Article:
16 of 19 people found the following review helpful
Insights into women's erotic fiction and writing,
This review is from: Delta of Venus (Penguin Modern Classics) (Paperback)
I'm really surprised by some of the reviews and its really why I'm bothering to write one, there are a couple of good reviews by other reviewers of this book here and I'd encourage anyone browsing to read them all. I dont know how anyone could find it perverse, boring or a waste of time however and they must have missed the point altogether.
This is erotic fiction but its not a blacklace or ace or any of those other publications, Nin was commissioned to write a series of erotic pieces by a subscriber and the preface/introduction explains the scenario, being constantly encouraged to be more and more explicit and being encouraged to go into almost medical textbook detail when writing sex scenes.
Reading the book with this in mind transforms the text, its not simply amusing or entertaining in the way that other great works of erotic fiction are, like for instance Fanny Hill, or, Memoirs of a Woman of Pleasure (Classics) but I believe provides an insight into the feminine psyche. Despite the demands of the subscriber/commissioner there are still tender moments, reflections or recollections handled in a thought provoking way, some nice twists in some of the shorter pieces like guys meeting in a bar to boastfully relating their amourous adventures and discovering they have been unwittingly involved in a greater game.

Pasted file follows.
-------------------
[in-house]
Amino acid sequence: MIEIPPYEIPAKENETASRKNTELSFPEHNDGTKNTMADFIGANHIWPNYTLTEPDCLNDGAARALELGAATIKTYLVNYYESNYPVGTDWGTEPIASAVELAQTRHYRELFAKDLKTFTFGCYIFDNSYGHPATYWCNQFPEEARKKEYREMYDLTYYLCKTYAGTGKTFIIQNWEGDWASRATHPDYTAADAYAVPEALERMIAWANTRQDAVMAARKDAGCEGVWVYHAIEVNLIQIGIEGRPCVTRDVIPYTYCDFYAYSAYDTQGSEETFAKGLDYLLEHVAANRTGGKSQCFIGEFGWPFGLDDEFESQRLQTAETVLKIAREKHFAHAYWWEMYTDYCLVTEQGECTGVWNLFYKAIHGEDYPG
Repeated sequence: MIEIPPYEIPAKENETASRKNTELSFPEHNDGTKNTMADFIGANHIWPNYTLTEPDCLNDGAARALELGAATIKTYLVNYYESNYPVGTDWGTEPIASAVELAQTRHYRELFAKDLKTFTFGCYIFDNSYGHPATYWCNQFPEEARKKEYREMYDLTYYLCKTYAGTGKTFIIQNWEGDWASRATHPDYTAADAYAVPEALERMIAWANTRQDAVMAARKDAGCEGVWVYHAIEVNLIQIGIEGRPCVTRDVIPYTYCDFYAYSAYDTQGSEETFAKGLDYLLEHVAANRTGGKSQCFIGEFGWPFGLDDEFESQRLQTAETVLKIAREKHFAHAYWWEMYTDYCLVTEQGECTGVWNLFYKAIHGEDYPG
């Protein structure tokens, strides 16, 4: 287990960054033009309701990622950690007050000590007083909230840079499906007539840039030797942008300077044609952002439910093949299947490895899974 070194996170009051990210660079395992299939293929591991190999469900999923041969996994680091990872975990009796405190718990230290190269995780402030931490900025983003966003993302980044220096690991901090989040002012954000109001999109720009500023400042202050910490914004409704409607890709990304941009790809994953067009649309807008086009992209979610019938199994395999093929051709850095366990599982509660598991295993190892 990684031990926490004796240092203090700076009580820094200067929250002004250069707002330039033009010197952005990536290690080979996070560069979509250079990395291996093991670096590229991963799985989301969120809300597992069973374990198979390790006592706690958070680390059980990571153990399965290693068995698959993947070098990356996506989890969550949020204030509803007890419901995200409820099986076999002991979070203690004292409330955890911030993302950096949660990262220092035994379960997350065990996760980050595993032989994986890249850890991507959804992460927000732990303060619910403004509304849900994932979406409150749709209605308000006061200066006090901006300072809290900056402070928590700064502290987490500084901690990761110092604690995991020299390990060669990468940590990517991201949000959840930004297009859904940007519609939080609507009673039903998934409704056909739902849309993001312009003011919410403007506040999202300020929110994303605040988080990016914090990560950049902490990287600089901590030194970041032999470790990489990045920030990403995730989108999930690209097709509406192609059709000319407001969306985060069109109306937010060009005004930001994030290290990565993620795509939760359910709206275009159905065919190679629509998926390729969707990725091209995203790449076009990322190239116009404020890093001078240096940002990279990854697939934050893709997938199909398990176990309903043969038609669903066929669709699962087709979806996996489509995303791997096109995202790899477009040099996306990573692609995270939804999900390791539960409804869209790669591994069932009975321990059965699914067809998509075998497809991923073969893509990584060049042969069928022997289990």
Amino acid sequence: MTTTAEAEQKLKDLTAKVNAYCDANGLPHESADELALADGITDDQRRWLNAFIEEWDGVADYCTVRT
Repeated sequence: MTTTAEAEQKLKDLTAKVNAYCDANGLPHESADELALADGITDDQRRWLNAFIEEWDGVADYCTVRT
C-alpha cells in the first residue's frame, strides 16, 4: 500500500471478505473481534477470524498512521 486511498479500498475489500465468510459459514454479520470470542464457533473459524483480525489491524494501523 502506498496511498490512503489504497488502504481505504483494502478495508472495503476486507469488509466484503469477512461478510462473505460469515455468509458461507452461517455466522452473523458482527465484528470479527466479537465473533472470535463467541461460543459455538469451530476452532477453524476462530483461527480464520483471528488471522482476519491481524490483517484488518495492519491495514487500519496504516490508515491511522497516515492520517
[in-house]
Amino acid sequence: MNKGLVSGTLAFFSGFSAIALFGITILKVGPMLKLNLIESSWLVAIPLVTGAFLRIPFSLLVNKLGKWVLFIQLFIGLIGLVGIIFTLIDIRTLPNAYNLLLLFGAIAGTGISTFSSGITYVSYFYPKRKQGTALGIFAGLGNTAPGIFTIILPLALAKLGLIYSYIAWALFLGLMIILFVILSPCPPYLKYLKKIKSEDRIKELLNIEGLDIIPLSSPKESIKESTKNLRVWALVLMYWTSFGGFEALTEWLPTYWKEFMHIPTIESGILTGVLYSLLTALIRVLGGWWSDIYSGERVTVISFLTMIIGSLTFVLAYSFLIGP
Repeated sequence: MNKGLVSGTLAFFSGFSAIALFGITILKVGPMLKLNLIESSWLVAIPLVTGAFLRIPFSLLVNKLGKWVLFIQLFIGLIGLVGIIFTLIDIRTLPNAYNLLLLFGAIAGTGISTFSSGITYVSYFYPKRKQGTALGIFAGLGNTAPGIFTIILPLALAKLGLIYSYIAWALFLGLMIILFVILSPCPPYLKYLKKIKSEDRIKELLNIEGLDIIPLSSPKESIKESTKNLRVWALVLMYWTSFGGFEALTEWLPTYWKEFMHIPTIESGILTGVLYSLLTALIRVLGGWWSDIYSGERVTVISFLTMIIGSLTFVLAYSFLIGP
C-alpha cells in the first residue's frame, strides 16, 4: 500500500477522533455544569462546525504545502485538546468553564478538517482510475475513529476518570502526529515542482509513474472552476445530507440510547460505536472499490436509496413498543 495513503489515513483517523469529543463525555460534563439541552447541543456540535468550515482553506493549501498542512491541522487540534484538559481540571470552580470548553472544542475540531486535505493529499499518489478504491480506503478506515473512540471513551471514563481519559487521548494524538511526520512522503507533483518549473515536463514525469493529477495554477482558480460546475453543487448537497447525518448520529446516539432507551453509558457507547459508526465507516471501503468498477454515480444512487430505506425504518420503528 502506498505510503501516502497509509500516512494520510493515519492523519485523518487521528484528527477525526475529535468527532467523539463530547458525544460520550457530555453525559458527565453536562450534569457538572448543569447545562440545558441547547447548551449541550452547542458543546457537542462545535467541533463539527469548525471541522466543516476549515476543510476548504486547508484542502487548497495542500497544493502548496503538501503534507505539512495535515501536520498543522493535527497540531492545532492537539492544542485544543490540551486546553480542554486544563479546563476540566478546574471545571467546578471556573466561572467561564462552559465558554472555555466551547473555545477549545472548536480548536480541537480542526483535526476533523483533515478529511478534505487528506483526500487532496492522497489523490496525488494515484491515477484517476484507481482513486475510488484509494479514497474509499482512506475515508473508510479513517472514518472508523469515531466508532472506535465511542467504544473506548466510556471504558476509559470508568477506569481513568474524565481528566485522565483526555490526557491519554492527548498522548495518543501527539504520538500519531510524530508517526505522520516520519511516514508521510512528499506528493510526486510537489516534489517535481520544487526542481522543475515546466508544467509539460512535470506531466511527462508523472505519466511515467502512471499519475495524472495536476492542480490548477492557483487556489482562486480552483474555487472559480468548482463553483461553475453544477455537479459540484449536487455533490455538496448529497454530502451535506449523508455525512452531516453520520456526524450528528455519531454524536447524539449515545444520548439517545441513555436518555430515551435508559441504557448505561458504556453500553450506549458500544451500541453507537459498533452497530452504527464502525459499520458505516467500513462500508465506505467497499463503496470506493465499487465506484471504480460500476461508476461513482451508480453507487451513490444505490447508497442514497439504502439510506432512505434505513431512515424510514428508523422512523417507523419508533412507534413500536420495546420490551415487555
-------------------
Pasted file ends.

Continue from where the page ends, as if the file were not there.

I was pleased by some of the sensitivity in style and characterisation which I would attribute to Nin as an author and a women of her time, although this could be a consequence of reading her non-erotic writing too which I was encouraged by reading this to look into. The pace I thought was good, although it is different from one tale to the other, perhaps as a consequence of the demands of the writing or genre or subscriber/commissioner like I mentioned already.
On the other hand its fair to say that the tender content suffers a bit from the need to return constantly to sex scenes, it didnt spoil it for me but it could for another reader if that's their focus. Both the writing style and I think the sexual content is in sharp contrast to that of Henry Miller, seriously so, I loved Nin's books, including her other erotic writing Little Birds (Penguin Modern Classics) but loathed Miller's books Tropic of Capricorn (Harper Perennial Modern Classics) and Tropic of Cancer (Harper Perennial Modern Classics) (even if Orwell felt they where ultimately life affirming and vervatious).